Chicago Board of Trade v. United States - 246 U.S. 231 (1918)
U.S. Supreme Court
Chicago Board of Trade v. United States, 246 U.S. 231 (1918)
Chicago Board of Trade v. United States
Argued December 18, 19, 1917
Decided March 4, 1918
246 U.S. 231
The "Call" rule of the Board of Trade of Chicago, prohibiting members of the Board from purchasing or offering to purchase, during the period between the session of the Board termed the "Call" and the opening of the regular session of the next business day, grain "to arrive," at a price other than the closing bid at the "Call," does not violate the Anti-Trust Law.
A rule or agreement by which men occupying strong positions in a branch of trade fix prices at which they will buy or sell during an important part of the business day is not necessarily an illegal restraint of trade under the Anti-Trust Law.
Every agreement concerning or regulating trade restrains, and the true test of legality is whether the restraint is such as merely regulates, and perhaps thereby promotes, competition, or whether it is such as may suppress or even destroy competition.
To determine this question, the court must ordinarily consider the facts peculiar to the business, its condition before and after the restraint was imposed, the nature of the restraint, and its effect, actual or probable.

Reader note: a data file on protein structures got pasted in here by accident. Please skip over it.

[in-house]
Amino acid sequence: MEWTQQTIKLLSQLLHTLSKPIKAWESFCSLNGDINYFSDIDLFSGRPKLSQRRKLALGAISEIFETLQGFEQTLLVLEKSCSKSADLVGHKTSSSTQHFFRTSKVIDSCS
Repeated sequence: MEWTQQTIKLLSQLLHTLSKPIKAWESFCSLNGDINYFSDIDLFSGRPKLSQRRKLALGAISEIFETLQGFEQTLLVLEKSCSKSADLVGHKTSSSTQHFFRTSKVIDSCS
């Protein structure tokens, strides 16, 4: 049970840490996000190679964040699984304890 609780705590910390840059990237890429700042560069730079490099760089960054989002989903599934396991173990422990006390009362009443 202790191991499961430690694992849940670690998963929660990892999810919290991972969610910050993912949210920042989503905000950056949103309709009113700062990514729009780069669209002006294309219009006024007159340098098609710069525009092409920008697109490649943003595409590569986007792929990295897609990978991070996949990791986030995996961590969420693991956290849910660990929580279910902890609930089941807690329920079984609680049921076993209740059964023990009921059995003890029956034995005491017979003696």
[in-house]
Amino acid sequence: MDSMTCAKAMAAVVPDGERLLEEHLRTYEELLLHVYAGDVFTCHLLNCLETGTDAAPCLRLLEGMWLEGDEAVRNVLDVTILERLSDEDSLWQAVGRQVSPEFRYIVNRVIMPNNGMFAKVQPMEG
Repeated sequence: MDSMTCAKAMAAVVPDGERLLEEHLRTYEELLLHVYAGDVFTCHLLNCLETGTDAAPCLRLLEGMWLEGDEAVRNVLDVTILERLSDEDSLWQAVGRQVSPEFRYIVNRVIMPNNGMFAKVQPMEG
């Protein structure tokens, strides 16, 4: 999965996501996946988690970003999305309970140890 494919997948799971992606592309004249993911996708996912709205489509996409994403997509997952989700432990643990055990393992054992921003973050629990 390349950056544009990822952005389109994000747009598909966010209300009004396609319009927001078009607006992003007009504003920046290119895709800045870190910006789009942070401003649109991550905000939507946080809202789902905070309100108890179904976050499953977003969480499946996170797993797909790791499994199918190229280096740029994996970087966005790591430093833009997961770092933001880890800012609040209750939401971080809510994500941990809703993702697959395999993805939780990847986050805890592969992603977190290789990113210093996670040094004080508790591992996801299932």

The history of the restraint, the evil believed to exist, the reason for adopting the particular remedy, the purpose or end sought to be attained, are all relevant facts, not because a good intention will save an otherwise objectionable regulation or the reverse, but because knowledge of intent may help the court to interpret facts and predict consequences.
It was therefore error for the District Court to strike from the answer in this case allegations concerning the history and purpose of the "Call" rule and to exclude evidence on that subject.
The rule of the Board of Trade here involved, by nature, is a restriction merely upon the period of price-making; in scope, it applies during a small part only of the business day, to a small part only of the grain shipped from day to day to Chicago, to an even smaller part of the day's sales, and not at all to grain shipped to any of numerous other
available markets; it has had no appreciable effect upon general market prices, nor has it materially affected the total volume of grain coming to Chicago, but, within the narrow limits of its operation, it has helped to improve market conditions in a number of ways.
The case is stated in the opinion.